Research Questions: The primary objectives of the study are to Identify individual developmental trajectories (e.g., of brain, cognitive, and emotional development, and academic progress), and the factors that can impact them. In addition, this study aims to develop national standards of normal brain development in youth. Furthermore, this data will help to determine how exposure to various levels and patterns of alcohol, tobacco, nicotine, caffeine, and other substances affect developmental outcomes and vice versa.

Description: The primary aim of the ABCD Consortium is to study approximately 12,000 youth, enrolling them at age 9-10 across the country, and following them for 10 years, creating an unprecedented data resource for scientists to share for studies of the adolescent brain. This study will include multimodal neuroimaging, clinical and environmental measures and neuropsychological testing.

Current outcomes: Study to begin shortly.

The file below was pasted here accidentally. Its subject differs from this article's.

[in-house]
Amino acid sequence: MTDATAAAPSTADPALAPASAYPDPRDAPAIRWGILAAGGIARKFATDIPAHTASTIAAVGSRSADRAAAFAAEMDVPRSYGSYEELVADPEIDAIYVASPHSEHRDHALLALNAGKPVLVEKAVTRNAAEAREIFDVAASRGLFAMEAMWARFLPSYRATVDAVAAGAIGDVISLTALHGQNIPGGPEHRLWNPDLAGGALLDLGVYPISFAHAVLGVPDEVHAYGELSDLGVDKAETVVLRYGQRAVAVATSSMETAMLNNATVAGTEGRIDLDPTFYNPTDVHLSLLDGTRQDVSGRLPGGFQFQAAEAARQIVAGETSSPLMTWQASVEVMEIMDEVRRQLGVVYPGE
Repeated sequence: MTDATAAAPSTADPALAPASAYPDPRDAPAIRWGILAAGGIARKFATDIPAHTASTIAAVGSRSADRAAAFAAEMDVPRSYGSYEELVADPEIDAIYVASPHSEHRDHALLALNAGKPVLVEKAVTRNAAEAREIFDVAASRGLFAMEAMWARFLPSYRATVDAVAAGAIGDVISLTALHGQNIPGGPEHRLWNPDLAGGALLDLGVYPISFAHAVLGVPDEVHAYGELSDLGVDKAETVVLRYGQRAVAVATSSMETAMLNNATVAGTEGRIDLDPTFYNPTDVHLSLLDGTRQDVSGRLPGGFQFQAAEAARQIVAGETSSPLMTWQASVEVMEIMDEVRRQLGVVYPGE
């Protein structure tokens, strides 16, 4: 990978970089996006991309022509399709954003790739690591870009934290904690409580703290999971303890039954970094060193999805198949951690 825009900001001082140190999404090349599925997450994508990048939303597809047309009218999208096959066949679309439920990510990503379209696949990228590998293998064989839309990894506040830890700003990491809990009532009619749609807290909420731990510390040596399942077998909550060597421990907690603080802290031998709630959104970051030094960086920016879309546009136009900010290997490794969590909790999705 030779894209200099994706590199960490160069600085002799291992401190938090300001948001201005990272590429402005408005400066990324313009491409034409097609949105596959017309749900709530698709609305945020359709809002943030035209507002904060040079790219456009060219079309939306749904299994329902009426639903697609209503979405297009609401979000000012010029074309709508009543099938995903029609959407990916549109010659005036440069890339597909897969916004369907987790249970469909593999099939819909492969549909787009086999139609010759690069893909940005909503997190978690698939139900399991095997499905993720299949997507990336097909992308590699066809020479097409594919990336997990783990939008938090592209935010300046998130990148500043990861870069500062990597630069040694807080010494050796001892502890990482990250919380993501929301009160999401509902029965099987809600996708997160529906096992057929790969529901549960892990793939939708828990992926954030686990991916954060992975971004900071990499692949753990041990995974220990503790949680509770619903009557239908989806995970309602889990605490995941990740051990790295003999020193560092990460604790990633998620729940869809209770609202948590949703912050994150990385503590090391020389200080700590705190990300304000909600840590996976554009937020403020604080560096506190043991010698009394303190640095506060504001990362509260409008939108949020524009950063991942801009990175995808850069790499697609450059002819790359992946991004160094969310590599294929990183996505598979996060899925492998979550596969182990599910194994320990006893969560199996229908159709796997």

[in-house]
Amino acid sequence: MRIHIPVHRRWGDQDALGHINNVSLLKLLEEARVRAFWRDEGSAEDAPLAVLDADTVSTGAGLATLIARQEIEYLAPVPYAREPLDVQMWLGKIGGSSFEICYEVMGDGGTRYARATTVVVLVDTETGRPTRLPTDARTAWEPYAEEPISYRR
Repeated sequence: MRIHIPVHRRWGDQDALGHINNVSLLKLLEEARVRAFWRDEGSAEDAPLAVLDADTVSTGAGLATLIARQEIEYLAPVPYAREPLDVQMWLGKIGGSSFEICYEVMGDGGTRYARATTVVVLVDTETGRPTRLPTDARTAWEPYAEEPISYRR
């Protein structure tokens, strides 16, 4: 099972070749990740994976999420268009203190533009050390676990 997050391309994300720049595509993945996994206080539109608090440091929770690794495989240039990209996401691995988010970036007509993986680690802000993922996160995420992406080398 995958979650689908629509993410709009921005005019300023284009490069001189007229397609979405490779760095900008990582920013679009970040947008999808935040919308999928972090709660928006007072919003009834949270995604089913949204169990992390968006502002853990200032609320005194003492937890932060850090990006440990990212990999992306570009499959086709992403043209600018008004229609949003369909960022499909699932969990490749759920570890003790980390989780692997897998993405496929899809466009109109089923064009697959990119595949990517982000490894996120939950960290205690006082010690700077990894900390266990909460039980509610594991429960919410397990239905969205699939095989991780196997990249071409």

Relation to Research Continuum: Understanding Suicide Prevention

Brain Chemistry and Altitude in Bipolar Disorder

Research Study Leader: Perry F. Renshaw, MD, PhD, MBA

Research Study Coordinator: Colin Riley

Research Questions: The primary objectives are to determine whether brain metabolites and brain pH will differ among euthymic, depressed BD subjects and healthy controls at different altitudes.

Description: The aim of this two-site study is to ascertain the role of altitude on brain chemistry in bipolar disorder. The study consists of two sites, one in Boston, MA and the other in Salt Lake City, UT. Veterans with bipolar I in either depressive or euthymic states (as determined by several clinical interviews) are being recruited, along with healthy controls, to undergo magnetic resonance spectroscopy (MRS) in order to characterize the effect of altitude on the interrelationship between brain pH, glutamate, lactate and mood state in bipolar disorder and to compare the effects of altitude on measures of brain chemistry in depressed and euthymic veterans with bipolar disorder, and healthy controls. The goal is to enroll a total of 60 veterans: 20 healthy controls, 20 euthymic bipolar, and 20 depressive bipolar veterans.

Current outcomes: At the Salt Lake City site, to date, 64 total veterans have been consented, with 58 enrolled. 35 of these were healthy controls and 23 had bipolar disorder. We have scanned a total of 43 veterans; 23 healthy controls and 20 bipolar veterans (12 euthymic, 8 depressive) with 4 currently waiting to be scanned.